ACW Conference Homily by Bishop Jane

ACW Conference Poster 3

Bishop Jane gave the following homily at the 2014 ACW Conference, Come to the Water: Women of Faith, Women of Courage, which took place June 6-7, 2014.

Follow Me – ACW Centennial and Buye Mother’s Union Visit

It is so wonderful to be here with you this morning for our centennial eucharist together celebrating the Anglican Church Women of the diocese of Edmonton. So often anniversaries can only be times of looking back at what has been but the wonderful thing about church anniversaries is they always push us forward into thinking about what will be. The church is a living organism, a network of relationships that needs to be nurtured. It’s like a tree, a living thing that, with God’s grace, grows. It is both a community and a place. This morning as I look out I see that we have come from many places to be together for worship, within this diocese, farther afield in Canada and of course all the way from the diocese of Buye in Burundi – welcome one and all.

I’d like to begin by sharing with you some words of encouragement a group of 17th century quakers in the UK wrote to encourage those who would come after them.

If we want people to follow God,

to know Jesus,

to hear the call of the Spirit,

then they must see something in our lives that leads them to want to know more.

Today we celebrate that the members of the ACW and our visitors from the Mothers Union are people who are trying to live out a life in Christ that shows that face, words and actions of Jesus in the world and you are people who believe that living in such a way leads the people who meet you to want to know more about Jesus.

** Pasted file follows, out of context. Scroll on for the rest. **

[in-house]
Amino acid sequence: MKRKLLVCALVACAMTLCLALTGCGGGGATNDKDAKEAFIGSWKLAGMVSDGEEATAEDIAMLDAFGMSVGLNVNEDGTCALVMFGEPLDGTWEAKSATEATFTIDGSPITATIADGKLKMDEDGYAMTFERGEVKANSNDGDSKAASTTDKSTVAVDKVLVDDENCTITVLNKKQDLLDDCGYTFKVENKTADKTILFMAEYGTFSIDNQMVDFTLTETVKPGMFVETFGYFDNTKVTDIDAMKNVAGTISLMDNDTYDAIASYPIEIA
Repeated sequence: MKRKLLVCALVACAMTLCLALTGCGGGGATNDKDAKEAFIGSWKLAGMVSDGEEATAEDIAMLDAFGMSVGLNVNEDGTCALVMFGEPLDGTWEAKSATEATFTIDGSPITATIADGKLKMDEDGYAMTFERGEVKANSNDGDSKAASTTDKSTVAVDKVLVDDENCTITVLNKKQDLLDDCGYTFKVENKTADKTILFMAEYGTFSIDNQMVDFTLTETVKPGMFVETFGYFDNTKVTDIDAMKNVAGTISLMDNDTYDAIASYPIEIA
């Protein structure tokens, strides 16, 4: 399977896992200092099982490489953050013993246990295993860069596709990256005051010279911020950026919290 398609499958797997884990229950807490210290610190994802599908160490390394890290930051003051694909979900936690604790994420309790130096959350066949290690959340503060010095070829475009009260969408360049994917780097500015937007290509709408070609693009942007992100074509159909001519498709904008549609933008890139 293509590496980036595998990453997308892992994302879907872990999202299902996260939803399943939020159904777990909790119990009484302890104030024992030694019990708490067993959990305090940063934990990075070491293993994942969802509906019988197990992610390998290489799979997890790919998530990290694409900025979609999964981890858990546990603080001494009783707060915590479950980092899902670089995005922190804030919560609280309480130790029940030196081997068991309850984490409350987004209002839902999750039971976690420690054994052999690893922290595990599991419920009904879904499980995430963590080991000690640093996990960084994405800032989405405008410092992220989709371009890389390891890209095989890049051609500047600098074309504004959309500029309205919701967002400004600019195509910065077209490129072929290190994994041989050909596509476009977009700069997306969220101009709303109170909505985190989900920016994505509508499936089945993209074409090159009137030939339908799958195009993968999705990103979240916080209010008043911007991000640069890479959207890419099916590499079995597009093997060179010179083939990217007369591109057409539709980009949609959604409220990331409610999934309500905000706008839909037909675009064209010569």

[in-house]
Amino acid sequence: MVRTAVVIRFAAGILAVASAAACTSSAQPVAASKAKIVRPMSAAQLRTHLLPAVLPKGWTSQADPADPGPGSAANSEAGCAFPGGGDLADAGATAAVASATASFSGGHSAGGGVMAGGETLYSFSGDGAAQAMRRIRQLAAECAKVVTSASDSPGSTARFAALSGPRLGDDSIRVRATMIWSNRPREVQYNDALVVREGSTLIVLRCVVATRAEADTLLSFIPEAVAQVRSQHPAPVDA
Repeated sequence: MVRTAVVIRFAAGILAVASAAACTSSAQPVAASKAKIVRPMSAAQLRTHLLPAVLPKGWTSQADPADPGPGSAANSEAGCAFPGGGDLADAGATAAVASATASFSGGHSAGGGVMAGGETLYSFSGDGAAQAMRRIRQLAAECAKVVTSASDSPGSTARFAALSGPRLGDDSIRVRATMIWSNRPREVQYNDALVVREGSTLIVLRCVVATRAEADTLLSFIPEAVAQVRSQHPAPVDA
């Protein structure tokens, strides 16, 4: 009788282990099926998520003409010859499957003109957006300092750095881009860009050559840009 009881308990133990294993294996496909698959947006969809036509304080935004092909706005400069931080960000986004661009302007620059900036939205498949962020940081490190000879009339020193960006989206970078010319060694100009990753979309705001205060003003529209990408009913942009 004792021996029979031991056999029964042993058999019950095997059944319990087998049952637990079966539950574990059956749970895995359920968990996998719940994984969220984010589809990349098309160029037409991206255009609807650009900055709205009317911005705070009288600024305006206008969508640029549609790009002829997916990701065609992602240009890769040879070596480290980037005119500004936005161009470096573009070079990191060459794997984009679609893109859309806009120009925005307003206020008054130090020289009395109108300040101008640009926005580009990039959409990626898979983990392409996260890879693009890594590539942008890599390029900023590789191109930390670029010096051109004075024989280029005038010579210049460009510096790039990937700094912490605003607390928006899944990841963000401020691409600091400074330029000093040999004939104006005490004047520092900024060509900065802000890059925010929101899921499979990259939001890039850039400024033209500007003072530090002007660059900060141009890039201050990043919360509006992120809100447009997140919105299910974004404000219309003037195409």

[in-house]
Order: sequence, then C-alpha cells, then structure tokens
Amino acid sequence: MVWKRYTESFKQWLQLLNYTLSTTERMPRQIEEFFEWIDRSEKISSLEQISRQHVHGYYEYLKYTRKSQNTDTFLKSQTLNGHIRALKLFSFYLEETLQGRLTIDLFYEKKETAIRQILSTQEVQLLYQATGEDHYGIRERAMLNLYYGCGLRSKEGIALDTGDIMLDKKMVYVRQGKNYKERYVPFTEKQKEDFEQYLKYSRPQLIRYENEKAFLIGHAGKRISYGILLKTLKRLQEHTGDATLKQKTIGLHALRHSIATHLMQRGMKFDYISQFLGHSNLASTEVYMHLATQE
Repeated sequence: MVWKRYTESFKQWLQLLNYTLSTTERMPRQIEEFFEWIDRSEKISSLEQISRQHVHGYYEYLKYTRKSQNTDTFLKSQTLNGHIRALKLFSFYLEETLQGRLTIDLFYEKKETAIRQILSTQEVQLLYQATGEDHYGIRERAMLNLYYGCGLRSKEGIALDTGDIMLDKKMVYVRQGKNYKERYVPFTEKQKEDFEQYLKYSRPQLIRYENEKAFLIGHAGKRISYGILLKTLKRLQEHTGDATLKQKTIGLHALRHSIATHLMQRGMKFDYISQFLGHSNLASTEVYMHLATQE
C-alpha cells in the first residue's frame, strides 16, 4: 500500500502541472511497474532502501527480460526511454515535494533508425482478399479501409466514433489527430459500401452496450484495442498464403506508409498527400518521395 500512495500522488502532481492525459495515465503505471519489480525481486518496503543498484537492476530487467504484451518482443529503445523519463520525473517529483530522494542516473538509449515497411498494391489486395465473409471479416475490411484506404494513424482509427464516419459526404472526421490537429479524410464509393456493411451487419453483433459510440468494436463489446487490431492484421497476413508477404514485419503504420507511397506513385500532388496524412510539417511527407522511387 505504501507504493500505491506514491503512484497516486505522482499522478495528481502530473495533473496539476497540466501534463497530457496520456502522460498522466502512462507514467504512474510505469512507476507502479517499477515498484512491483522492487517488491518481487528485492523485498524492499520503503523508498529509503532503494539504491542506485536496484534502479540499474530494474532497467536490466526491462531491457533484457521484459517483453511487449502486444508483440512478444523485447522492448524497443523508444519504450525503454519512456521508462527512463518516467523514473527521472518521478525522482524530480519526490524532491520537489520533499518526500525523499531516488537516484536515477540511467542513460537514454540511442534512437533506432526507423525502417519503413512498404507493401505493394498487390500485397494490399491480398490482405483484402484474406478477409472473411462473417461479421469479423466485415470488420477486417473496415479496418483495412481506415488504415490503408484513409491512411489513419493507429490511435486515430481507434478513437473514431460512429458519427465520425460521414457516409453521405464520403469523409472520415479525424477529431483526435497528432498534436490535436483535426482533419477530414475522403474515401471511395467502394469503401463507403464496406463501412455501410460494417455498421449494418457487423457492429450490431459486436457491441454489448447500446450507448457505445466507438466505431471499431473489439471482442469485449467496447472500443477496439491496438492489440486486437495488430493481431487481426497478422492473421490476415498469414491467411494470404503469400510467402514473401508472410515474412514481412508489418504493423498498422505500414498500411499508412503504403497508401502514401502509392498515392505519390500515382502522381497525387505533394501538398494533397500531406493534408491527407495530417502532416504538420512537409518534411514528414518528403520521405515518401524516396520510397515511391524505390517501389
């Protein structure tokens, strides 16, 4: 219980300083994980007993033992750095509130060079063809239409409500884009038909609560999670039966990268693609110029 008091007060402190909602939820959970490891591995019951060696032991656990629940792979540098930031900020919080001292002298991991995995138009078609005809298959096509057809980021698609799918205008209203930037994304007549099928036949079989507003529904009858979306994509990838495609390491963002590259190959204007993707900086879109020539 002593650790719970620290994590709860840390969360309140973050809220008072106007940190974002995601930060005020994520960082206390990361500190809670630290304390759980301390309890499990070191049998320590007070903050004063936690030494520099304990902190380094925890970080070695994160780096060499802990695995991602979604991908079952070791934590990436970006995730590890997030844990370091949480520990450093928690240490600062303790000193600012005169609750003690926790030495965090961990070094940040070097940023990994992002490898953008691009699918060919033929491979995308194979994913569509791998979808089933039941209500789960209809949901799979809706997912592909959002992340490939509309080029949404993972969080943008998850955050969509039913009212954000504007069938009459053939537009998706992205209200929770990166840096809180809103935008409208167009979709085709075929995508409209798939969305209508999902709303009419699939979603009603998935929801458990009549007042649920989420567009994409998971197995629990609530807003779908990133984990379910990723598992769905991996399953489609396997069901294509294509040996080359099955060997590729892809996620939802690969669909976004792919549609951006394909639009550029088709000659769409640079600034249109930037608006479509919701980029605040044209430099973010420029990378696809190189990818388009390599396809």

How exactly do you do this? Well if I look back at some of the members of the ACW I have known in this diocese I can give you some clues. You live tirelessly giving your talents and time for others, you work to raise up the church, you teach and inspire the people around you. I remember people in this diocese like Edna Loveridge, Charlotte Hughes, Ann Mackenzie, Elma Parker, Mary Steer, Linda Courtis. I could go on. I could look around this cathedral church this morning and point out women here today who are committed to making a difference in this world and I give thanks for all of you.

The women of the church started out of course as girls in the church, being taught and mentored by their mothers, their aunties and grandmothers and their sisters. Through trial and error, some of it humorous, we have learned to grab our faith and to live it out.

Our faith in Jesus calls us to look out at the world and really see it. To notice those who are forgotten, those who are lost and those who are invisible – right there in the second pew from the back in our churches. To notice them as much as we notice those who demand our attention –those who try to wake us up in the middle of the night.

The church must be a community in which all members, equally, encourage each other to discover and develop their gifts and ministries in the countless areas of human existence where transformation and renewal are needed. For us to do that we the church must go and reach out to people. I think that think ‘going out’ is at the heart of the ministry and mission of the ACW and the mother’s union.

ACW members, for 100 years in this diocese first as the WA and now as the ACW you have helped to spread the love of God by pointing to issues and places in society where that love is not seen. You encourage us to share the love we have received and the signs of that love – the gifts and treasure we have been given. You give away so much of the money you raise and teach the church that we are not to hoard anything but share everything for the love of God. It is that kind of love that says the church is about creating places where people can come and ask the big questions, the questions that matter,  where people can find someone who will walk with them and teach them, places where we don’t get distracted by protecting what we think is ours and make the kingdom of God an ever smaller place where we expect less and less and less. Places where we learn what it means to follow and not to lead.